But these excursions taking place two or three times a week began to weary Duroy, who had great difficulty, besides, for some time past, in procuring the ten francs necessary for the cake and the drinks.

He now lived very hardly and with more difficulty than when he was a clerk in the Northern Railway; for having spent lavishly during his first month of journalism, in the constant hope of gaining large sums of money in a day or two, he had exhausted all his resources and all means of procuring money.

A very simple method, that of borrowing from the cashier, was very soon exhausted; and he already owed the paper four months' salary, besides six hundred francs advanced on his lineage account.

He owed, besides, a hundred francs to Forestier, three hundred to Jacques Rival, who was free-handed with his money; and he was also eaten up by a number of small debts of from five francs to twenty.

Saint-Potin, consulted as to the means of raising another hundred francs, had discovered no expedient, although a man of inventive mind, and Duroy was exasperated at this poverty, of which he was more sensible now than formerly, since he had more wants.

A sullen rage against everyone smouldered within him, with an ever-increasing irritation, which manifested itself at every moment on the most futile pretexts.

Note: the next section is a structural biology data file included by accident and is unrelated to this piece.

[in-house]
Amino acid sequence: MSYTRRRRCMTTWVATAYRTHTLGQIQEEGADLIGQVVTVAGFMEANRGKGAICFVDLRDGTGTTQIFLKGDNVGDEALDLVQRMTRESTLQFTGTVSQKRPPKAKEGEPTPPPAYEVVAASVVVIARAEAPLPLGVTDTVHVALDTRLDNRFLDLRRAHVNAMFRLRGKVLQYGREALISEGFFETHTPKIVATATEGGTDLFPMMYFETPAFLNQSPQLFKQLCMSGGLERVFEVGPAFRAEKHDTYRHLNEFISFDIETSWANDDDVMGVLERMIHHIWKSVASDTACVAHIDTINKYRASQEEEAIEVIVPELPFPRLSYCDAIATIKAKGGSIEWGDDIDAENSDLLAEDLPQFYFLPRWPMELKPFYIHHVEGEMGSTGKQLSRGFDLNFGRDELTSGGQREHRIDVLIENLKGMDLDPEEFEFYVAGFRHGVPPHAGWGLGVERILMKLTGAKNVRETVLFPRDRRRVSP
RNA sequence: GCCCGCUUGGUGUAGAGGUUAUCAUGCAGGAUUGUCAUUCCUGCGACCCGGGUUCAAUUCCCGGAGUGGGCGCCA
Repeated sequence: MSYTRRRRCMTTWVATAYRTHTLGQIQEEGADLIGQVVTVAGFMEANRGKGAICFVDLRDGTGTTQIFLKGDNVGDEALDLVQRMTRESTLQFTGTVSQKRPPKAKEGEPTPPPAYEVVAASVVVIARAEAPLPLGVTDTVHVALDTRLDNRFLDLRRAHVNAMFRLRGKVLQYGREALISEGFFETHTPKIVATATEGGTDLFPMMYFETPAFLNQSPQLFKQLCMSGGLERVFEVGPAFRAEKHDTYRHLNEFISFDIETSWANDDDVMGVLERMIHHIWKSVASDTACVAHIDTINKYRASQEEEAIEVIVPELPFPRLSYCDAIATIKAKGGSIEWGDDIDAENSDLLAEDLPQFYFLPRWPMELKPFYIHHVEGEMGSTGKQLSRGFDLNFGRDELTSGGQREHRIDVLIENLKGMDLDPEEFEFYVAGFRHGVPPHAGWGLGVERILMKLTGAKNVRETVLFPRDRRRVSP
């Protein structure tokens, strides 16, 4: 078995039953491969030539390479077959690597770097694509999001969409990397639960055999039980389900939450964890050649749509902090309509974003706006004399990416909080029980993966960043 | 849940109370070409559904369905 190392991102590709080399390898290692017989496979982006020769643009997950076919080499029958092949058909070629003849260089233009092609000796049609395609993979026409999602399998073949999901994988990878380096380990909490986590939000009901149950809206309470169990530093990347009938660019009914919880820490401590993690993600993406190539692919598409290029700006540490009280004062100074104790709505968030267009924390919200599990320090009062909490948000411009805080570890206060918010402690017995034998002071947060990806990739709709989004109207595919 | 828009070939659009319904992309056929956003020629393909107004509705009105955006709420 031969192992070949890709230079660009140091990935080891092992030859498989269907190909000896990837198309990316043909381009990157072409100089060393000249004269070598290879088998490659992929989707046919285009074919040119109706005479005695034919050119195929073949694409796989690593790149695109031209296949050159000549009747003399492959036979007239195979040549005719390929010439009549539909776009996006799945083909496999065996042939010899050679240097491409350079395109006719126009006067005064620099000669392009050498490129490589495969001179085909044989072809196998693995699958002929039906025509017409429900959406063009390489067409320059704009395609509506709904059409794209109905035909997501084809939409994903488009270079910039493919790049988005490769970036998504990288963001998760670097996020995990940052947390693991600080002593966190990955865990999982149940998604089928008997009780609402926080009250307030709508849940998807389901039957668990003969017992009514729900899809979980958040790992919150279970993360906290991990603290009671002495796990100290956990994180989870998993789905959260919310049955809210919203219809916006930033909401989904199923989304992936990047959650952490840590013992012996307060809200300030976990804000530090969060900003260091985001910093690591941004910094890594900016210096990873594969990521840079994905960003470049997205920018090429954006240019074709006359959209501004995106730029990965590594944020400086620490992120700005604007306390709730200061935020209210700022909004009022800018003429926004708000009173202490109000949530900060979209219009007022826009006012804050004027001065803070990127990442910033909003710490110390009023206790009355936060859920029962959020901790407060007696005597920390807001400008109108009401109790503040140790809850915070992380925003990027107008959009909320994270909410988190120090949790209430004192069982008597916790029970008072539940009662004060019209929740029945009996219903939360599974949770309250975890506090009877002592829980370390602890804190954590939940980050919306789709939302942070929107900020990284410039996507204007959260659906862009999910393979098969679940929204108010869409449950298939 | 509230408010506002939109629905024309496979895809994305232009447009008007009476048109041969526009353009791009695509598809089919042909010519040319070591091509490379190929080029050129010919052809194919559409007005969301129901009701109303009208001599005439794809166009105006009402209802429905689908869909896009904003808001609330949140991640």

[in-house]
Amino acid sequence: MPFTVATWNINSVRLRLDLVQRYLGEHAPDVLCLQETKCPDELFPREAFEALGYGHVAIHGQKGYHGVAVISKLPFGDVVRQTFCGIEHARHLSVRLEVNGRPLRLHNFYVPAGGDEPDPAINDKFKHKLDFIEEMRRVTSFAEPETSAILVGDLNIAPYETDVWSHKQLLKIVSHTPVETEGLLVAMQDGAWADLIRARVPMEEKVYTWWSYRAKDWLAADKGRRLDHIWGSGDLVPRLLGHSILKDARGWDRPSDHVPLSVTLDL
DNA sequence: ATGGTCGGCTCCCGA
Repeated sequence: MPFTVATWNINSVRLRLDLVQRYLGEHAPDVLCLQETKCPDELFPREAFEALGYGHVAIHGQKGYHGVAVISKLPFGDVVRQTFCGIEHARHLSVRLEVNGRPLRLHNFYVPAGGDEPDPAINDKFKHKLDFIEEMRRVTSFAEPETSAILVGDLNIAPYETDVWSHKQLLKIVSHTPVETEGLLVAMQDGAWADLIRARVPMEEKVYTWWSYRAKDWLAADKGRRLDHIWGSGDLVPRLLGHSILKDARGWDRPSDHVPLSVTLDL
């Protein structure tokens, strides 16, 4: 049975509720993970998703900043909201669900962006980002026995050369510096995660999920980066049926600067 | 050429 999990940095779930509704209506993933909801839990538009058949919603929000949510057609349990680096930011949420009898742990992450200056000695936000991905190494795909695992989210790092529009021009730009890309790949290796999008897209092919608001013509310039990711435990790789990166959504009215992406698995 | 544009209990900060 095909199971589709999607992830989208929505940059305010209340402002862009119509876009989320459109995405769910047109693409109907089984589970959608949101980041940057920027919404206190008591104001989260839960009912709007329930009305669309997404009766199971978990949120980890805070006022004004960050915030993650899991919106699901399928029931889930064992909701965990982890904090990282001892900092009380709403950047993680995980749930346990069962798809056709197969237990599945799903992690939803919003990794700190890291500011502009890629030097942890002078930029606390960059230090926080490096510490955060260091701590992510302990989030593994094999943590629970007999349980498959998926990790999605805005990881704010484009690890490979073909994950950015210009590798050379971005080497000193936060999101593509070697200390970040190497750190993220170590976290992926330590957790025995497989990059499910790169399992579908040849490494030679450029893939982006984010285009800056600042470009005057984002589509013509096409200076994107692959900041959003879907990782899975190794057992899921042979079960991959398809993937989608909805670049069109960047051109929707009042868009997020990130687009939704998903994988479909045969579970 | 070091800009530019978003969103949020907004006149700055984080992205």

He sometimes asked himself how he could have spent an average of a thousand francs a month, without any excess and the gratification of any extravagant fancy, and he found that, by adding a lunch at eight francs to a dinner at twelve, partaken of in some large cafe on the boulevards, he at once came to a louis, which, added to ten francs pocket-money--that pocket-money that melts away, one does not know how--makes a total of thirty francs.

But thirty francs a day is nine hundred francs at the end of the month.

And he did not reckon in the cost of clothes, boots, linen, washing, etc.

So on the 14th December he found himself without a sou in his pocket, and without a notion in his mind how to get any money.

He went, as he had often done of old, without lunch, and passed the afternoon working at the newspaper office, angry and preoccupied.

About four o'clock he received a telegram from his mistress, running:

"Shall we dine together, and have a lark afterwards?"

He at once replied:

"Cannot dine."

Then he reflected that he would be very stupid to deprive himself of the pleasant moments she might afford him, and added:

"But will wait at nine at our place."

And having sent one of the messengers with this, to save the cost of a telegram, he began to reflect what he should do to procure himself a dinner.

At seven o'clock he had not yet hit upon anything and a terrible hunger assailed him.

Then he had recourse to the stratagem of a despairing man.

He let all his colleagues depart, one after the other, and when he was alone rang sharply.

Monsieur Walter's messenger, left in charge of the offices, came in.

Duroy was standing feeling in his pockets, and said in an abrupt voice: "Foucart, I have left my purse at home, and I have to go and dine at the Luxembourg.

Lend me fifty sous for my cab."